The beginning of WW2 justified, perhaps, increased revenue to the federal government. In 1942, Congress decided to increase income taxes and expand them to those working-class families.
The choice of income tax, instead of sales tax or value-added tax, was fateful. The tax was intended to fund the war, which ended in 1945, but has continued for almost a century.
The damage caused by any tax is the impoverishment of citizens by means of government confiscation. But income tax, as structured in the United States, inflicts still other harms both to the individual and to the nation as a whole.
The reintroduction of income tax to the lower and middle classes was, as historian Amity Shlaes write, confused, chaotic, and traumatizing:
The new rates were law. But Americans were ill-prepared to face a new and giant tax bill. A Gallup poll from the period showed that only some 5 million of the 34 million people who were subject to the tax for the first time were saving to make their payment. In those days, March 15, not April 15, was the nation’s annual tax deadline.
To get citizens to hand their wages to the government, the withholding system was devised. Workers would, under this system, not receive their full wages.
Employers would pay part of the wages to the worker, and part to the government. In this way, the citizens would not ‘feel’ the loss of their wages, because they would never have received those dollars in the first place.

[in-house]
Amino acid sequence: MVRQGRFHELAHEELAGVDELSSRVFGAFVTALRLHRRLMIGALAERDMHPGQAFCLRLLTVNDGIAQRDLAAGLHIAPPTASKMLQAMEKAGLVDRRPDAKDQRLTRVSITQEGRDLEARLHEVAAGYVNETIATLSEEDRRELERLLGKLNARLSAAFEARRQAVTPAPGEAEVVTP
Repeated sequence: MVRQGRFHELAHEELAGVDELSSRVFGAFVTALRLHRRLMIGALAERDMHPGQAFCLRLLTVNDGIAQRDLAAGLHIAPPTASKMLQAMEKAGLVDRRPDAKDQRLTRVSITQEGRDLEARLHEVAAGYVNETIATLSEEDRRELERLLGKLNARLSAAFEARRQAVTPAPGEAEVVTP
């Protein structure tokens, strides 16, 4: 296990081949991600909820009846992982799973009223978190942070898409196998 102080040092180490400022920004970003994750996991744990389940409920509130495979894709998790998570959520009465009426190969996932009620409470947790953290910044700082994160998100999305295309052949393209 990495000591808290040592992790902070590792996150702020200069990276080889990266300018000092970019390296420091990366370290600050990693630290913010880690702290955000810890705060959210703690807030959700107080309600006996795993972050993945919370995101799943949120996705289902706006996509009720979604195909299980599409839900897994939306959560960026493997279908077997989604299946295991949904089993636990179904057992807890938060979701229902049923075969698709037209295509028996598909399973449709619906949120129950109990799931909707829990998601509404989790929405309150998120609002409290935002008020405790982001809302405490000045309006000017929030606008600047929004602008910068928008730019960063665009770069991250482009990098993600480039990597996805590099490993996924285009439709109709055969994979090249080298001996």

The ‘withholding’ system is a cruel deception, because it acclimates workers to lower wages. Rather than paying taxes, the wage earners never even receive their full pay.
The government become a trap which intercepts salaries on their way from the employer to the employee.
To be sure, the numbers remain the same whether a ‘withholding’ system is used, or whether the workers receive their pay and then send a fraction of it to the government as a tax payment.
But while the numbers remain the same, the psychology is quite different. In political science, perception is often more important than reality.
Over the decades, American workers have become so accustomed to confiscatory taxes that they are not at all surprised when they are hired for at a stated wage and then receive merely 70% or 80% of that stated amount.
This passive tolerance of theft is damaging to many aspects of the economy, including the relationship between employers, employees, and labor unions. It is also damaging to the political system as it fosters a submissive resignation to a greedy and thieving government.